63.  Horse Vision: Most of the time, a horse has "monocular" vision. This means a different image is seen by each eye so that a horse is seeing two different pictures at the same time. A horse can also have "binocular" vision. Binocular vision is when both eyes work together to see one picture (humans have binocular vision). A horse only has binocular vision when it is looking down its nose. However, a horse has a wide range of vision. A horse can see completely around its entire body except for small blind spots directly in front of its face, underneath its head, and directly behind itself. This is why it's very important not to walk up right behind a horse - you are in its blind spot and if you startle it you may get kicked.
64.  Most often, wherever a horse's ear is pointing is where the horse is looking with the eye on the same side. If the ears are pointing in different directions, the horse is looking at two different things at the same time. There are exceptions to this. For example, if a horse has its ears pinned back against its neck in anger, this does not mean it is looking backwards with both eyes.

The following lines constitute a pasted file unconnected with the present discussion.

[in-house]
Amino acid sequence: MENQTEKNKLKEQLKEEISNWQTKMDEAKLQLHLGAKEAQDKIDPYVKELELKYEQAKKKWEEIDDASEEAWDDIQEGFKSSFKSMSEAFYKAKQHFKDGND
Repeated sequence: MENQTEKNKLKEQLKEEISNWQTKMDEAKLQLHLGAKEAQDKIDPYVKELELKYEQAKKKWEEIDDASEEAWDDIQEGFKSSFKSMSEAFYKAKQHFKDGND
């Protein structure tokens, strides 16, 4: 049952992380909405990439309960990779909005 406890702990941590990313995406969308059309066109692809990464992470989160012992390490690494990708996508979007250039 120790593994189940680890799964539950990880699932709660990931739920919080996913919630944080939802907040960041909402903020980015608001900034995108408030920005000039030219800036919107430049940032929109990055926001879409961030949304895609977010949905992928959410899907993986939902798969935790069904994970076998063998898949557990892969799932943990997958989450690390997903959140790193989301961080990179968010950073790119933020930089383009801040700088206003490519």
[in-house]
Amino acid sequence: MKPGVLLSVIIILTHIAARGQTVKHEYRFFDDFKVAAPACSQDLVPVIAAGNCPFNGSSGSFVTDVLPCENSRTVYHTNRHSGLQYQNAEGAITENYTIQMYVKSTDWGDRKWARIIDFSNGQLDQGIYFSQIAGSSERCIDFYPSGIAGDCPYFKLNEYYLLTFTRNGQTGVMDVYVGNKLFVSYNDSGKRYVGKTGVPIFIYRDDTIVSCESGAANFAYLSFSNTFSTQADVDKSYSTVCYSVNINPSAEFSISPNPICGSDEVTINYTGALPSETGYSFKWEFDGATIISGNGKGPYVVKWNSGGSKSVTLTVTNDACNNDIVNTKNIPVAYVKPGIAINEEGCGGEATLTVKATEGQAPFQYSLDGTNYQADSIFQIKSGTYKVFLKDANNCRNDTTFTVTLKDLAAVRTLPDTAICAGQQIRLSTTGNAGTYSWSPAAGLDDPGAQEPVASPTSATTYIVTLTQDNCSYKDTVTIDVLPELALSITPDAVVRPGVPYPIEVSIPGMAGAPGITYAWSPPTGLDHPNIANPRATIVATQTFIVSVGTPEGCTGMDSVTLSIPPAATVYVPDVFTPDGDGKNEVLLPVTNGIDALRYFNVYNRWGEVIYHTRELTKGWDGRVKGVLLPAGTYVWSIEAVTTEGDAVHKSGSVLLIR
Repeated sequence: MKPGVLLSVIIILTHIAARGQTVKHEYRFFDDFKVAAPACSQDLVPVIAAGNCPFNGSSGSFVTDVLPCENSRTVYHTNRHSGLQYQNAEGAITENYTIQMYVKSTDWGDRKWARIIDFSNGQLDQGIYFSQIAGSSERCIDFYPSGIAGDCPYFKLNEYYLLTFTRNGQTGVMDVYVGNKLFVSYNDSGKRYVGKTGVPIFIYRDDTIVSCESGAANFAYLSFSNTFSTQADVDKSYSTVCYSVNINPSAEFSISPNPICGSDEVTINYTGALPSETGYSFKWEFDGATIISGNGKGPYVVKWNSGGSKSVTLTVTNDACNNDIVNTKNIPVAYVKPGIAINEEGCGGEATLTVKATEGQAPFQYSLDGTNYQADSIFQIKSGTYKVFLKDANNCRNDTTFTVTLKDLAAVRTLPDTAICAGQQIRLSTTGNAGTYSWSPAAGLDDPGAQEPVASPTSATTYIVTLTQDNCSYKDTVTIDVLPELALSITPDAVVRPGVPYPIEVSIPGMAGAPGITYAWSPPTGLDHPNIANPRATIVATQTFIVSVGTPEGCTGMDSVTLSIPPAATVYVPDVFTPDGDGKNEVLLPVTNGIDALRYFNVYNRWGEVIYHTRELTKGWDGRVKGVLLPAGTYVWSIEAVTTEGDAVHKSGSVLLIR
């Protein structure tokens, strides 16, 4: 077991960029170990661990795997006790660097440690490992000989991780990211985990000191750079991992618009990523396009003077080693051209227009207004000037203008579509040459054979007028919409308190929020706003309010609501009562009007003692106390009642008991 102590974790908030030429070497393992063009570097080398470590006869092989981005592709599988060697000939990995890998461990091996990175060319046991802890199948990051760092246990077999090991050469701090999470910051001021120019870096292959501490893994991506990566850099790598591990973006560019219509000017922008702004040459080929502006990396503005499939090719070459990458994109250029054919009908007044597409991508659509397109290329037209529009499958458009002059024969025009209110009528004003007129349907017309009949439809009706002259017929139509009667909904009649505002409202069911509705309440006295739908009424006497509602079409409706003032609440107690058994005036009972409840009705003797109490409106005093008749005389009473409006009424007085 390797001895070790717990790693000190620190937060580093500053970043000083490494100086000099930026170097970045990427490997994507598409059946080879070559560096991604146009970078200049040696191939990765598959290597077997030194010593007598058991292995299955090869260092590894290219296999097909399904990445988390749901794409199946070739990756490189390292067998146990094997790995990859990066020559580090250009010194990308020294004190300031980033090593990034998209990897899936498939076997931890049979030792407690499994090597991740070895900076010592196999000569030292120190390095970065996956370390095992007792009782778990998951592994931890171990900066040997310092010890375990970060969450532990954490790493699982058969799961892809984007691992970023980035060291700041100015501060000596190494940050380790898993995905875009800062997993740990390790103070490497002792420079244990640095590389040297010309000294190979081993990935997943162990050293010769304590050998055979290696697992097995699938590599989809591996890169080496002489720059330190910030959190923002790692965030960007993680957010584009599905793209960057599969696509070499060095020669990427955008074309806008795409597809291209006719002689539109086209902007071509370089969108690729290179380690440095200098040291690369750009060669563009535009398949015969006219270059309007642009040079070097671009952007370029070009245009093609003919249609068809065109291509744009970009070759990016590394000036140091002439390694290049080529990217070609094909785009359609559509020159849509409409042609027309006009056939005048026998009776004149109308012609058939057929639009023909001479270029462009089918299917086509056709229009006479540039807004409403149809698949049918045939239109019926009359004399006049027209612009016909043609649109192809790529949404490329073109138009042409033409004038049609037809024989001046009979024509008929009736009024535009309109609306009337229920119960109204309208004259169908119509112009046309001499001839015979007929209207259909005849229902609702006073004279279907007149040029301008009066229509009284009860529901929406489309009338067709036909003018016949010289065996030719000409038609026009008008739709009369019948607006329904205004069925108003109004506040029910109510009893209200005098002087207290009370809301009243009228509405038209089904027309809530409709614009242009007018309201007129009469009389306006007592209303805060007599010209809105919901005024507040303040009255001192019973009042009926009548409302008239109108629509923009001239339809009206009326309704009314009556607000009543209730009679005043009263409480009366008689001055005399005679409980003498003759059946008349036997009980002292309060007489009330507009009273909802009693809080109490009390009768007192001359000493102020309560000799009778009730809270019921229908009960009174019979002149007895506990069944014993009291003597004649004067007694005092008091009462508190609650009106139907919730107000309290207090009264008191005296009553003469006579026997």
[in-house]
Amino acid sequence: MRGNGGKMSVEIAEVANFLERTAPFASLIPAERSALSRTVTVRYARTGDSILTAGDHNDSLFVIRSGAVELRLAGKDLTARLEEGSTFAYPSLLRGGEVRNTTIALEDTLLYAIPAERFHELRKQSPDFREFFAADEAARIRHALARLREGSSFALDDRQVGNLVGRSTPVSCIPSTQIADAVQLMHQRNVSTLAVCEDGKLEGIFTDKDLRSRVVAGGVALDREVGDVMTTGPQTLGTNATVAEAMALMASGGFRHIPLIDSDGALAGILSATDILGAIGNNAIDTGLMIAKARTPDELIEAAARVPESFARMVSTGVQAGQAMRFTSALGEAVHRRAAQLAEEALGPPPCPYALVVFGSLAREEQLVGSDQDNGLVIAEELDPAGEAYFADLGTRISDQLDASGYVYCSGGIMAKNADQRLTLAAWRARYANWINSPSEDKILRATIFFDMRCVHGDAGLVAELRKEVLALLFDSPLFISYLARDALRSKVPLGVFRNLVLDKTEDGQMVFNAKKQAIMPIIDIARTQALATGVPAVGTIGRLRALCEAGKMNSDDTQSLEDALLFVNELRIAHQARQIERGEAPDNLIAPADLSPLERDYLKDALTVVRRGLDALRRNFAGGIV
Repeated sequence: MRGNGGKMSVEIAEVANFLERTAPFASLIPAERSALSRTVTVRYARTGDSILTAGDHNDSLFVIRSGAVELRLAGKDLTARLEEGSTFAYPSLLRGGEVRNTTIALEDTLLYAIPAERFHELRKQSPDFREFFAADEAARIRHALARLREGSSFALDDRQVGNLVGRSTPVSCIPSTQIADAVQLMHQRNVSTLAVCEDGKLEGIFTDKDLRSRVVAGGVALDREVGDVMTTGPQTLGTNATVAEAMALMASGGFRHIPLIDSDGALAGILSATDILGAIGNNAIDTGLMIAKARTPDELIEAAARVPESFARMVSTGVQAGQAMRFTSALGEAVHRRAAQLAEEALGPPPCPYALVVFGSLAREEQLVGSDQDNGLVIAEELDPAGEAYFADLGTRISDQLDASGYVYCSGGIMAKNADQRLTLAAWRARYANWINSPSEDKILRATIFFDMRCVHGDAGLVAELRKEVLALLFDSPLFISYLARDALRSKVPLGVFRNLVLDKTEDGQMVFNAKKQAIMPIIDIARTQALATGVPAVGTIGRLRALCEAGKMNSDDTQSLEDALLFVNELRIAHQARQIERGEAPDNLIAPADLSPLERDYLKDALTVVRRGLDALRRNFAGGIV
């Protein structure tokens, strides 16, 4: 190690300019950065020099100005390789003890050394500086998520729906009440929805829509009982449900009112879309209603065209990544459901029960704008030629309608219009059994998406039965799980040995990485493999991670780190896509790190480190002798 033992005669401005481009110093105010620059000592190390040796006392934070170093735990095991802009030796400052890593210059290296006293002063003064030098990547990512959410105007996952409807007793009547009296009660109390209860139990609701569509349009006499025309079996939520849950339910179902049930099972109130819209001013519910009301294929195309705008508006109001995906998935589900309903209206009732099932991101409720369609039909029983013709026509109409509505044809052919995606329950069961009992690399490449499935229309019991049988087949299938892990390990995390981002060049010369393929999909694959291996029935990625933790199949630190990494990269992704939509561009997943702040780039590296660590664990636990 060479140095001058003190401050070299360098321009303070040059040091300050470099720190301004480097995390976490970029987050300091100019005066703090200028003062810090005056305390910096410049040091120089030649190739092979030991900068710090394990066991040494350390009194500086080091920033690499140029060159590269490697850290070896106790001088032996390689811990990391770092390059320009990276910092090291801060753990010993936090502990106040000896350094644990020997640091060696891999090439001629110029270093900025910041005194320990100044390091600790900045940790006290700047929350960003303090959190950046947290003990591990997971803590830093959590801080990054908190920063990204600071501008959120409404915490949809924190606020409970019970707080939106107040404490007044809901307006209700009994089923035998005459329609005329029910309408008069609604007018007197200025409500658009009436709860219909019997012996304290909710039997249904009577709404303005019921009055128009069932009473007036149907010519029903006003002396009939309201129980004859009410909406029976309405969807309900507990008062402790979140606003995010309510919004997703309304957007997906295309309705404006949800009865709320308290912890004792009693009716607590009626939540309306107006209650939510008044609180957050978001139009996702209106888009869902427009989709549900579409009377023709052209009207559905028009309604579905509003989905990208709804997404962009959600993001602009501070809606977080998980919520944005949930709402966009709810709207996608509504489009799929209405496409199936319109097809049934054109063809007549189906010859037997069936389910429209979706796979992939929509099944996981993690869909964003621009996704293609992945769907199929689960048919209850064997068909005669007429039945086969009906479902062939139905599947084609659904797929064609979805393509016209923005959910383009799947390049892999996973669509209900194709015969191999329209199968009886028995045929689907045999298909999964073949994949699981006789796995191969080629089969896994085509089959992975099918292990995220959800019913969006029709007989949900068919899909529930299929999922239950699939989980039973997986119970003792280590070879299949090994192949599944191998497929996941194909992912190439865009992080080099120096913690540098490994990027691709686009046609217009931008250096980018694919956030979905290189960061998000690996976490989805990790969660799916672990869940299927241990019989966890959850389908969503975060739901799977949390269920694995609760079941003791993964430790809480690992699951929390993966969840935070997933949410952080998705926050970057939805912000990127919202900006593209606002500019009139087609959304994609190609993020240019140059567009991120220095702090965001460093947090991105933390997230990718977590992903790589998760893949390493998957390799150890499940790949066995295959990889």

65.  A horse can see better at night than a human. However, it takes a horse's eyes longer to adjust from light to dark and from dark to light than a human's.
66.  Horse Records:
Ø  The tallest horse on record was a Shire named Samson. He was 21.2 hands (7 feet, 2 inches) tall. He was born in 1846 in Toddington Mills, England.
Ø  The oldest horse on record is "Old Billy," an English barge horse. He was 62 years old when he died, living from 1760 to 1822.
Ø  The record for the highest jump made by a horse is held by a horse named Huaso who jumped 8 feet, 1 and 1/4 inches on February 5th, 1949 in Vina del Mar, Chile. He was ridden by Captain Alberto Larraguibel.
Ø  The record for the longest jump over water is held by a horse named Something who jumped 27 feet, 6 and 3/4 inches on April 25, 1975 in Johannesburg, South Africa. He was ridden by Andre Ferreira.
67.  Horses cannot breathe through their mouths (ibid).
68.  Horses have a prehensile upper lip. Prehensile means "adapted for seizing, grasping, or taking hold of something." Their upper lips are very sensitive and capable of feeling the smallest of differences in objects.
69.  A mule is a cross between a male donkey and a female horse.
70.  A hinny is a cross between a male horse and a female donkey.
71.  A horse's normal body temperature is 100-101°F.
72.  A healthy adult horse should have a pulse of 36 to 40 beats per minute while at rest.
73.  Horses lie down only about 43.5 minutes a day.
74.  A horse typically sleeps two and half to three hours a day.
75.  A horse has approximately 205 bones.
76. Horses cannot digest their food while lying down so a horse
with a broken leg would have to be kept in a sling for recovery,
something very few horses would tolerate.